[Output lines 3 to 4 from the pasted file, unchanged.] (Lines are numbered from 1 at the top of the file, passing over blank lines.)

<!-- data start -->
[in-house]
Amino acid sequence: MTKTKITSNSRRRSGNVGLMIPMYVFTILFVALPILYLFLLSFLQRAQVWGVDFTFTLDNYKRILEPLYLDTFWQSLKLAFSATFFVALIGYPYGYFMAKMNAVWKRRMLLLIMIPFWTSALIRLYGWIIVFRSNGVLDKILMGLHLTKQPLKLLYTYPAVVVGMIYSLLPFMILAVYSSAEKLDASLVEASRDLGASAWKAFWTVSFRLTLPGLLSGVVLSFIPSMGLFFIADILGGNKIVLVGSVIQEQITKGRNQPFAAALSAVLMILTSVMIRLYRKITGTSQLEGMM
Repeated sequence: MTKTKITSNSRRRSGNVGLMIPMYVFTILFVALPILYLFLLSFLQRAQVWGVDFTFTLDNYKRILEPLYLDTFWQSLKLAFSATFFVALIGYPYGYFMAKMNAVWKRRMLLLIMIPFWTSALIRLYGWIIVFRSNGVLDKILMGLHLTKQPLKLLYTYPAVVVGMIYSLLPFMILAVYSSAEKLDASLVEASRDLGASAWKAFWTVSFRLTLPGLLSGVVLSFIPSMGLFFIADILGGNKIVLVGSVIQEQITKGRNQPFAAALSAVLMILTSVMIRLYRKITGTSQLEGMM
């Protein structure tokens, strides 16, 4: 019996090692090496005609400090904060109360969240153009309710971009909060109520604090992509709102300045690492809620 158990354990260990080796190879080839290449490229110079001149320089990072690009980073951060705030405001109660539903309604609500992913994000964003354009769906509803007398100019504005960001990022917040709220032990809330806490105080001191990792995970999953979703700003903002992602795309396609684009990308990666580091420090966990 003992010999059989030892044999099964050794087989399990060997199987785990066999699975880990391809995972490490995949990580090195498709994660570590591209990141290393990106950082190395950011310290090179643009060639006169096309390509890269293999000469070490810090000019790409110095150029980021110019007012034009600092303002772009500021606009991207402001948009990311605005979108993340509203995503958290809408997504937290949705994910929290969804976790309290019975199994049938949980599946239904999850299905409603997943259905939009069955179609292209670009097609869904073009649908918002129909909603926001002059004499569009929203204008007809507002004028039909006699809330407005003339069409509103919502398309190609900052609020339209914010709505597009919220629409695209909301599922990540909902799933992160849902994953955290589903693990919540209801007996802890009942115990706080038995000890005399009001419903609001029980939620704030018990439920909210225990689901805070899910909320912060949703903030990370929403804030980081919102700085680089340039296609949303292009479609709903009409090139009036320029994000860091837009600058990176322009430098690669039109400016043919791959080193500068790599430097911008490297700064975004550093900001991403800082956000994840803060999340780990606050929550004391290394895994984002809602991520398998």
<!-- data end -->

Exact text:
Repeated sequence: MTKTKITSNSRRRSGNVGLMIPMYVFTILFVALPILYLFLLSFLQRAQVWGVDFTFTLDNYKRILEPLYLDTFWQSLKLAFSATFFVALIGYPYGYFMAKMNAVWKRRMLLLIMIPFWTSALIRLYGWIIVFRSNGVLDKILMGLHLTKQPLKLLYTYPAVVVGMIYSLLPFMILAVYSSAEKLDASLVEASRDLGASAWKAFWTVSFRLTLPGLLSGVVLSFIPSMGLFFIADILGGNKIVLVGSVIQEQITKGRNQPFAAALSAVLMILTSVMIRLYRKITGTSQLEGMM
């Protein structure tokens, strides 16, 4: 019996090692090496005609400090904060109360969240153009309710971009909060109520604090992509709102300045690492809620 158990354990260990080796190879080839290449490229110079001149320089990072690009980073951060705030405001109660539903309604609500992913994000964003354009769906509803007398100019504005960001990022917040709220032990809330806490105080001191990792995970999953979703700003903002992602795309396609684009990308990666580091420090966990 003992010999059989030892044999099964050794087989399990060997199987785990066999699975880990391809995972490490995949990580090195498709994660570590591209990141290393990106950082190395950011310290090179643009060639006169096309390509890269293999000469070490810090000019790409110095150029980021110019007012034009600092303002772009500021606009991207402001948009990311605005979108993340509203995503958290809408997504937290949705994910929290969804976790309290019975199994049938949980599946239904999850299905409603997943259905939009069955179609292209670009097609869904073009649908918002129909909603926001002059004499569009929203204008007809507002004028039909006699809330407005003339069409509103919502398309190609900052609020339209914010709505597009919220629409695209909301599922990540909902799933992160849902994953955290589903693990919540209801007996802890009942115990706080038995000890005399009001419903609001029980939620704030018990439920909210225990689901805070899910909320912060949703903030990370929403804030980081919102700085680089340039296609949303292009479609709903009409090139009036320029994000860091837009600058990176322009430098690669039109400016043919791959080193500068790599430097911008490297700064975004550093900001991403800082956000994840803060999340780990606050929550004391290394895994984002809602991520398998």